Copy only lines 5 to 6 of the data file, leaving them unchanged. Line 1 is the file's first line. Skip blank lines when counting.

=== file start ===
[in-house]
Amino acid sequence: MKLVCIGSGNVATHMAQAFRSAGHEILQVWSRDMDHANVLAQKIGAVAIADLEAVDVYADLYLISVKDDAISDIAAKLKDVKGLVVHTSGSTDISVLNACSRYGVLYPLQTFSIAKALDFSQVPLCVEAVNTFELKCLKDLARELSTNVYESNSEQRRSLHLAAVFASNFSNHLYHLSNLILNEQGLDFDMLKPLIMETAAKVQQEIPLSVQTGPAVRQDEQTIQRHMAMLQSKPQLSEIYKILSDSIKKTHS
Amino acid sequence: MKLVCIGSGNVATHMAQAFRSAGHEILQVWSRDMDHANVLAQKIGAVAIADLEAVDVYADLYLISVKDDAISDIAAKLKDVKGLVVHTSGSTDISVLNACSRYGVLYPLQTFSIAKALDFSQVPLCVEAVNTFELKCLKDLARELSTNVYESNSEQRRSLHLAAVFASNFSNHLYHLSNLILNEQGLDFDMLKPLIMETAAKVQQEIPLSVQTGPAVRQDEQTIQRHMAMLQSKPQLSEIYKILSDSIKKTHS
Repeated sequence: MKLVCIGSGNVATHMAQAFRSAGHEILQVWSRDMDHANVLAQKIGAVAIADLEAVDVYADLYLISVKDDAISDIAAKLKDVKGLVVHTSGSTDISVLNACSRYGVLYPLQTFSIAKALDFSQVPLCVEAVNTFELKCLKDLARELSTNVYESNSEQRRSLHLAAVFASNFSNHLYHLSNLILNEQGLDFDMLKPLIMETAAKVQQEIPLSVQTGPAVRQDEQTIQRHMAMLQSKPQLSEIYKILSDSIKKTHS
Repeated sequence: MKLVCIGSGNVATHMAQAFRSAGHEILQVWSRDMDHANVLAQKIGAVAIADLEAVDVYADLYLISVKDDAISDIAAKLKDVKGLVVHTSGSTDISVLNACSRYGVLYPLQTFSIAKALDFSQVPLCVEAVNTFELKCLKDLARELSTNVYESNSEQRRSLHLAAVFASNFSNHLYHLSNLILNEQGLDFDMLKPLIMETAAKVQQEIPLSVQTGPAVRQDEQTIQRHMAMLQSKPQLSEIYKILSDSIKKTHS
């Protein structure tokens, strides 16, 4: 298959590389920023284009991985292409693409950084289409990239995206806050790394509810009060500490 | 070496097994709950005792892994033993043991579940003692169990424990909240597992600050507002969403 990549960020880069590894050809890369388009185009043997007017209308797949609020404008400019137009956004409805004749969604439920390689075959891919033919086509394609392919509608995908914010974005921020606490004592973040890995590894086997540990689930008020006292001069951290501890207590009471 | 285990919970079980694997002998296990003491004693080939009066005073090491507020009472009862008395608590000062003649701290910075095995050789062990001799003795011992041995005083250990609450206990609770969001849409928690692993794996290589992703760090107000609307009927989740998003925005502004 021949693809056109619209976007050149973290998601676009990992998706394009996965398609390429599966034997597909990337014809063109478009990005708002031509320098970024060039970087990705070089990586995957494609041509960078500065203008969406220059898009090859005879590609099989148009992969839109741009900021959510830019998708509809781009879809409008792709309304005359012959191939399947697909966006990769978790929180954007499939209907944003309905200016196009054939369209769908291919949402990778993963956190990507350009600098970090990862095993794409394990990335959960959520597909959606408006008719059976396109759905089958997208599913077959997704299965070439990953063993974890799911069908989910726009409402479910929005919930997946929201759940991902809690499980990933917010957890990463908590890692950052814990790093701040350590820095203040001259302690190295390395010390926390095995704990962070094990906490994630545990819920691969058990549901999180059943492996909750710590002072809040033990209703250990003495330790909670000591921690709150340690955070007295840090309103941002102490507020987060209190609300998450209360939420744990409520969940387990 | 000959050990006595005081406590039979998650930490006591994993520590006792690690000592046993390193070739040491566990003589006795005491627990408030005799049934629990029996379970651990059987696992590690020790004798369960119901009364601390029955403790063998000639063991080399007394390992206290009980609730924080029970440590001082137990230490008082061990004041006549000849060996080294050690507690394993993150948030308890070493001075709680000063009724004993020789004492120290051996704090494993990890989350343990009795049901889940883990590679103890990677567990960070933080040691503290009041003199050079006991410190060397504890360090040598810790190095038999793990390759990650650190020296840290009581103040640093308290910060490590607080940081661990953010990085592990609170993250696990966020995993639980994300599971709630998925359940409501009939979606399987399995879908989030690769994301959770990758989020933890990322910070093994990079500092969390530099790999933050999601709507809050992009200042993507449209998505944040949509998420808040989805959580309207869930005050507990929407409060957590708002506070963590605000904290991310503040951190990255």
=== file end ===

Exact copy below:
Repeated sequence: MKLVCIGSGNVATHMAQAFRSAGHEILQVWSRDMDHANVLAQKIGAVAIADLEAVDVYADLYLISVKDDAISDIAAKLKDVKGLVVHTSGSTDISVLNACSRYGVLYPLQTFSIAKALDFSQVPLCVEAVNTFELKCLKDLARELSTNVYESNSEQRRSLHLAAVFASNFSNHLYHLSNLILNEQGLDFDMLKPLIMETAAKVQQEIPLSVQTGPAVRQDEQTIQRHMAMLQSKPQLSEIYKILSDSIKKTHS
């Protein structure tokens, strides 16, 4: 298959590389920023284009991985292409693409950084289409990239995206806050790394509810009060500490 | 070496097994709950005792892994033993043991579940003692169990424990909240597992600050507002969403 990549960020880069590894050809890369388009185009043997007017209308797949609020404008400019137009956004409805004749969604439920390689075959891919033919086509394609392919509608995908914010974005921020606490004592973040890995590894086997540990689930008020006292001069951290501890207590009471 | 285990919970079980694997002998296990003491004693080939009066005073090491507020009472009862008395608590000062003649701290910075095995050789062990001799003795011992041995005083250990609450206990609770969001849409928690692993794996290589992703760090107000609307009927989740998003925005502004 021949693809056109619209976007050149973290998601676009990992998706394009996965398609390429599966034997597909990337014809063109478009990005708002031509320098970024060039970087990705070089990586995957494609041509960078500065203008969406220059898009090859005879590609099989148009992969839109741009900021959510830019998708509809781009879809409008792709309304005359012959191939399947697909966006990769978790929180954007499939209907944003309905200016196009054939369209769908291919949402990778993963956190990507350009600098970090990862095993794409394990990335959960959520597909959606408006008719059976396109759905089958997208599913077959997704299965070439990953063993974890799911069908989910726009409402479910929005919930997946929201759940991902809690499980990933917010957890990463908590890692950052814990790093701040350590820095203040001259302690190295390395010390926390095995704990962070094990906490994630545990819920691969058990549901999180059943492996909750710590002072809040033990209703250990003495330790909670000591921690709150340690955070007295840090309103941002102490507020987060209190609300998450209360939420744990409520969940387990 | 000959050990006595005081406590039979998650930490006591994993520590006792690690000592046993390193070739040491566990003589006795005491627990408030005799049934629990029996379970651990059987696992590690020790004798369960119901009364601390029955403790063998000639063991080399007394390992206290009980609730924080029970440590001082137990230490008082061990004041006549000849060996080294050690507690394993993150948030308890070493001075709680000063009724004993020789004492120290051996704090494993990890989350343990009795049901889940883990590679103890990677567990960070933080040691503290009041003199050079006991410190060397504890360090040598810790190095038999793990390759990650650190020296840290009581103040640093308290910060490590607080940081661990953010990085592990609170993250696990966020995993639980994300599971709630998925359940409501009939979606399987399995879908989030690769994301959770990758989020933890990322910070093994990079500092969390530099790999933050999601709507809050992009200042993507449209998505944040949509998420808040989805959580309207869930005050507990929407409060957590708002506070963590605000904290991310503040951190990255």